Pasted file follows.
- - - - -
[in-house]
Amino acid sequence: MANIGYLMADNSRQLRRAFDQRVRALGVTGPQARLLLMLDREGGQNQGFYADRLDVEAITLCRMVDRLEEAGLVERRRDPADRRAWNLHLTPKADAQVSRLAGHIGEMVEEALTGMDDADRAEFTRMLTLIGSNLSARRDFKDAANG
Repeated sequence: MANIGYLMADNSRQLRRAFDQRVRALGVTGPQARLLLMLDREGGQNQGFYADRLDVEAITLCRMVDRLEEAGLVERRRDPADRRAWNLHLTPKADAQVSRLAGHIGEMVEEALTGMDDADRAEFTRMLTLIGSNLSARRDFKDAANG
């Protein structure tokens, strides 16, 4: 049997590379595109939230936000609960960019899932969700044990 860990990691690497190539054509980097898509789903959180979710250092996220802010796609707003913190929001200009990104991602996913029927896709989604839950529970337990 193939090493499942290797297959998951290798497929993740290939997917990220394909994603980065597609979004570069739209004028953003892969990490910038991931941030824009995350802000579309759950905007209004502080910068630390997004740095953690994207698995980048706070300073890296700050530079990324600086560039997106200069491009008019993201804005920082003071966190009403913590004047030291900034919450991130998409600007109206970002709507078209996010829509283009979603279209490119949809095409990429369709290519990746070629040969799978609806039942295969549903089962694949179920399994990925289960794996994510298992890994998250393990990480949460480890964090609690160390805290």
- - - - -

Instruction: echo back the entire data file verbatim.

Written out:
[in-house]
Amino acid sequence: MANIGYLMADNSRQLRRAFDQRVRALGVTGPQARLLLMLDREGGQNQGFYADRLDVEAITLCRMVDRLEEAGLVERRRDPADRRAWNLHLTPKADAQVSRLAGHIGEMVEEALTGMDDADRAEFTRMLTLIGSNLSARRDFKDAANG
Repeated sequence: MANIGYLMADNSRQLRRAFDQRVRALGVTGPQARLLLMLDREGGQNQGFYADRLDVEAITLCRMVDRLEEAGLVERRRDPADRRAWNLHLTPKADAQVSRLAGHIGEMVEEALTGMDDADRAEFTRMLTLIGSNLSARRDFKDAANG
């Protein structure tokens, strides 16, 4: 049997590379595109939230936000609960960019899932969700044990 860990990691690497190539054509980097898509789903959180979710250092996220802010796609707003913190929001200009990104991602996913029927896709989604839950529970337990 193939090493499942290797297959998951290798497929993740290939997917990220394909994603980065597609979004570069739209004028953003892969990490910038991931941030824009995350802000579309759950905007209004502080910068630390997004740095953690994207698995980048706070300073890296700050530079990324600086560039997106200069491009008019993201804005920082003071966190009403913590004047030291900034919450991130998409600007109206970002709507078209996010829509283009979603279209490119949809095409990429369709290519990746070629040969799978609806039942295969549903089962694949179920399994990925289960794996994510298992890994998250393990990480949460480890964090609690160390805290």